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Black ?

  1. Aug 2, 2008 #1
    How does black absorb all the wavelengths ? & why does the reflection capacity of a transparent glass increases if black is put behind it .
  2. jcsd
  3. Aug 2, 2008 #2
    It's just an illusion, because you can not see what behind the glass then you think it reflects more. the refection capacity must be the same.
  4. Aug 3, 2008 #3
    Something that looks black may only be absorbing the visual spectrum. Fire some radiowaves at it and they might just go straight through it, making it transparent.

    In other words if our sight was adapted to see radio waves instead of the visible, the world would look a very different place, many non-metalic objects would appear transparent, and the sky would be constantly lit up with radio and TV signals bouncing around.
  5. Aug 3, 2008 #4
    Here is an interesting article on parakeets vision and how they use it


    A weird question.. I know that we can use equipment to see in infrared, but the image just uses our perceptible spectrum to give an image of what that would look like. Meaning that the equipment shows us a picture using visible red which isn't the actual color of infrared. Are those waves on the non-visible part of the spectrum colors that we can't comprehend? Do other animals see colors that we don't (and can't) have in our box of Crayolas?
  6. Aug 3, 2008 #5
    To the original poster: I think you need to look at the problem the other way around: Black appears to us as black because it absorbs all wavelengths. There's not really a reason for 'black' things to do this, it is a fact that they do, and that makes them appear to us as black.

    The reflection of the glass is not increased if you place a black object behind it, this is merely a visual illusion (which I believe works equally well with all other solid colors). If there is no black object but a variety of objects behind the glass, it is hard for our eyes to focus on the reflection in the glass and the objects behind the glass simultaneously. If you try really hard however you can focus on the reflection and you will see that it is just as visible as it would be with a black object behind it.
    With the black object behind it, there is nothing for your eyes to focus upon behind the glass, so our natural reaction is to focus on the reflection, making it seem more visible.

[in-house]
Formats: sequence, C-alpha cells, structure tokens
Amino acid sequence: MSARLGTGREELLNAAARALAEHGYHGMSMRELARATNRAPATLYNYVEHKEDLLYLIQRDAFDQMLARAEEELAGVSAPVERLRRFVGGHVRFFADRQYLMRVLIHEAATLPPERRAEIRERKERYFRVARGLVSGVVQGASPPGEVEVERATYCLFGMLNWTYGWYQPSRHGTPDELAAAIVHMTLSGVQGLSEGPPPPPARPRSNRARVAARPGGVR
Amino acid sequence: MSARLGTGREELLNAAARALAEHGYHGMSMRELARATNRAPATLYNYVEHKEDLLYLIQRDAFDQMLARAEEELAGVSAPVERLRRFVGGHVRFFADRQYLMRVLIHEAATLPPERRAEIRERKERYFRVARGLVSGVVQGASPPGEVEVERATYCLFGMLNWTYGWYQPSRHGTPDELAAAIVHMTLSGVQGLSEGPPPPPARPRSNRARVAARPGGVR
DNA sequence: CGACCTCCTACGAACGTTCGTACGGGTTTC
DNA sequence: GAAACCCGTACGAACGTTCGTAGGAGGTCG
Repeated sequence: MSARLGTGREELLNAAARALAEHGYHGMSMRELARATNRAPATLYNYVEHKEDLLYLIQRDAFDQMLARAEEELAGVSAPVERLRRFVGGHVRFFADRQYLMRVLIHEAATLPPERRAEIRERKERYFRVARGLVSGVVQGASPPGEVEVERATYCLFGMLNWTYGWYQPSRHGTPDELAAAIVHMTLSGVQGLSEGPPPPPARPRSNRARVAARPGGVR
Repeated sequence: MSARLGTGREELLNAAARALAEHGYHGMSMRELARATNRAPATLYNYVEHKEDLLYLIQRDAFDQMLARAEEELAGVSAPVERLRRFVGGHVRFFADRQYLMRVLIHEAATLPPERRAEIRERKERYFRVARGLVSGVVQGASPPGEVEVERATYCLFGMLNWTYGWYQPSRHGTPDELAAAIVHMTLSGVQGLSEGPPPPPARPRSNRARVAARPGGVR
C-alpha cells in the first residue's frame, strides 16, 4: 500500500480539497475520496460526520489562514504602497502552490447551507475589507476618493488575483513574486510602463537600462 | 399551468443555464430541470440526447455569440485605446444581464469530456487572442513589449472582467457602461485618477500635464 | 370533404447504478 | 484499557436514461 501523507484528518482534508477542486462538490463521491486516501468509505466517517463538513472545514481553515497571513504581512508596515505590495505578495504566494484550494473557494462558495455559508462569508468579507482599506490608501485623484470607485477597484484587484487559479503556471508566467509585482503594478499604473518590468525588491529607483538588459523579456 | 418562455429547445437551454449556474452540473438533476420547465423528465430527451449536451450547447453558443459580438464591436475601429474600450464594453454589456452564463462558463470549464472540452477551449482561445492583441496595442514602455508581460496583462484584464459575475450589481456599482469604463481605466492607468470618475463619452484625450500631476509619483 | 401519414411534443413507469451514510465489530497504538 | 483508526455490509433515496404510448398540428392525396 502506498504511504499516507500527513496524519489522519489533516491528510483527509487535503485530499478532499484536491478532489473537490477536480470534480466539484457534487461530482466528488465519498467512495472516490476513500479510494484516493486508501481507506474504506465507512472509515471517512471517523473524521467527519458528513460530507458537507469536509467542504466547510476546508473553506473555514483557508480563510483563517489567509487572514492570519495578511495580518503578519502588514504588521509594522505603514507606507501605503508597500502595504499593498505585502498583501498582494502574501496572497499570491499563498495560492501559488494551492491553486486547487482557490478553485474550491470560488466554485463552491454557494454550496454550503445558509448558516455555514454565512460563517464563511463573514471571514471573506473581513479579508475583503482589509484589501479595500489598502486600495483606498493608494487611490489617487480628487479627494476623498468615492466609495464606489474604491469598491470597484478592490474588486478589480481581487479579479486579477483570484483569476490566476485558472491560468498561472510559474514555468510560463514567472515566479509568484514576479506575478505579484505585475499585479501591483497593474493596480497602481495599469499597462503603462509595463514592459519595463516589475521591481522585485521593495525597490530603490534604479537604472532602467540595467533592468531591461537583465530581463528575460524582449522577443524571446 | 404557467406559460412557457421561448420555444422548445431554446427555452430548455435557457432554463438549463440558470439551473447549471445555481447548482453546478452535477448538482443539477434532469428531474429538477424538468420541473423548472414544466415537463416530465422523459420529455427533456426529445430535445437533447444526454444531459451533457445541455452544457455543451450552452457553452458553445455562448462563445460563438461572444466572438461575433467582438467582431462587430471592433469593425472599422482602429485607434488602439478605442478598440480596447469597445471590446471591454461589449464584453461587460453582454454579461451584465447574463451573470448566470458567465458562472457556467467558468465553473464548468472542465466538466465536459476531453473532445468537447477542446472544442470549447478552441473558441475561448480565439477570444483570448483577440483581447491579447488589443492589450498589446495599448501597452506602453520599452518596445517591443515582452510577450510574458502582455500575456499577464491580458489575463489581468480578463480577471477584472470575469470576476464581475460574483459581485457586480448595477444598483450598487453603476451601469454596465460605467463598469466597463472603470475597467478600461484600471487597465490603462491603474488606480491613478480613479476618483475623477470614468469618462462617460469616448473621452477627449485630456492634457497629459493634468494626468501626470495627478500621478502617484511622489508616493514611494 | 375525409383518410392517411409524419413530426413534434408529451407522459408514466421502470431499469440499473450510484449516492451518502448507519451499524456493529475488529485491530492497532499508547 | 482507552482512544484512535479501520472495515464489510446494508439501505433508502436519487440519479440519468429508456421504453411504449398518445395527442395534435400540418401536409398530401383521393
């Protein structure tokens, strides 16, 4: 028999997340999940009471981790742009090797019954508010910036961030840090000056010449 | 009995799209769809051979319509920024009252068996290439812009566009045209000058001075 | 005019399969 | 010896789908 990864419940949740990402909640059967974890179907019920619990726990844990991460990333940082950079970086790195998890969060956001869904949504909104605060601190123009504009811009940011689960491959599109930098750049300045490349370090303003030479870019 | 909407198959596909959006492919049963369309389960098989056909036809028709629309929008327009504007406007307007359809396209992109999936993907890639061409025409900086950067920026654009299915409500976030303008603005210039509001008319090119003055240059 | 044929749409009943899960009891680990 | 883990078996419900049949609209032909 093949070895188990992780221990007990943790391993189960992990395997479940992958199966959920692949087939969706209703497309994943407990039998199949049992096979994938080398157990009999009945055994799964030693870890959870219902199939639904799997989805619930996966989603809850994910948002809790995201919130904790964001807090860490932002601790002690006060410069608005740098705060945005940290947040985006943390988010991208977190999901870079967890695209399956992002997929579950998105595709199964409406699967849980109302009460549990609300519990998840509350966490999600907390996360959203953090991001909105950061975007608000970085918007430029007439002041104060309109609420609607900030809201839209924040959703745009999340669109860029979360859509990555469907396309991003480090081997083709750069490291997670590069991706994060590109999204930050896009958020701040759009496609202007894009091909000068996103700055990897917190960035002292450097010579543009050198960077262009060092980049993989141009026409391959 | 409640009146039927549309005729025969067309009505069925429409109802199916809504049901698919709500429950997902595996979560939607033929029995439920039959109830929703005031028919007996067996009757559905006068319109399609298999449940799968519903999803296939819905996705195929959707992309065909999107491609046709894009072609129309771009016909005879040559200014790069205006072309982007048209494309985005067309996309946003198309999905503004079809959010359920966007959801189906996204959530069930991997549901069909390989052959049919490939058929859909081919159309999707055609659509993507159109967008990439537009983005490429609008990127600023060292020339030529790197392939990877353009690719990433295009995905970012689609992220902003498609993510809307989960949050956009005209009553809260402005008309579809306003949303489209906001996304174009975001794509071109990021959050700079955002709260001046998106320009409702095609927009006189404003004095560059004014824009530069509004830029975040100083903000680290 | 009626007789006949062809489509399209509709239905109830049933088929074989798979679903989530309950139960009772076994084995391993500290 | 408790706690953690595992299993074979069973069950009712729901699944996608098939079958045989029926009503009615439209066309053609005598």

To 'blipped':
    The waves on the non-visible part of the spectrum can be regarded as colors, but I would like to see a definition of 'color' first... I think color is just what appears to us as the visible spectrum. We cannot see infrared or ultraviolet for example, but if we could see it there is no telling how it would look. We might have called infrared red and ultraviolet violet...

    Yes, many animals can see more wavelengths than us as far as I know...
  7. Aug 3, 2008 #6
    Thought experiment...not really a physics questions though.

    We see color in relation to the object it is on, like a leaf or dirt, etc... Our brain has the ability to process these colors because our eye is able to take them in. If we bypass the eye and send signals of an image in ultraviolet light how would our brain handle it?
  8. Aug 4, 2008 #7
    I'm not really an expert in brains lol, but I would guess that that depends fully on which type of signals we send. Red colors send a different signal than blue colors for example. If you send the UV light as blue color signals, we see blue light.

    You might want to send the UV light as 'UV color signals' but what would these be? I think it would be possible to send red light signals since we know what red is and we can see if the signals actually produce a red light. Since we don't know what UV light looks like I don't think we can send signals and then expect to see UV light...
  9. Aug 4, 2008 #8
    The "visible spectrum" is not the same across all "eye-bearing" species, or even within a same species class.

    For example, some insects visually perceive UV, whereas other creatures have a heightened visual IR.
    It is simply what nature has decided to vary the type of chemicals in the eye sensitive to specific wavelengths for survival, adaptation and/or predatory purposes.
  10. Aug 4, 2008 #9
    Also, the human skin has very sensitive IR capabilities. This is mostly due to the need to alarm the person of environmental changes in temperature which could be damaging or fatal.
    Why IR(or UV) capability is not visual in humans is unknown, but I suspect that it was not required for visual clues for feeding, and might actually immensely complicate human interaction with the environment due to "too much visual information"

    As you know, we have devices that can augment this when needed, such as IR imaging cameras and such.
  11. Aug 4, 2008 #10
    With regards to "black" put behind glass scenario, it is an "illusion" of sorts, as said before.

    If the glass would have a anti-reflective coating, it would not "mirror" regardles of how much black was on the other side.
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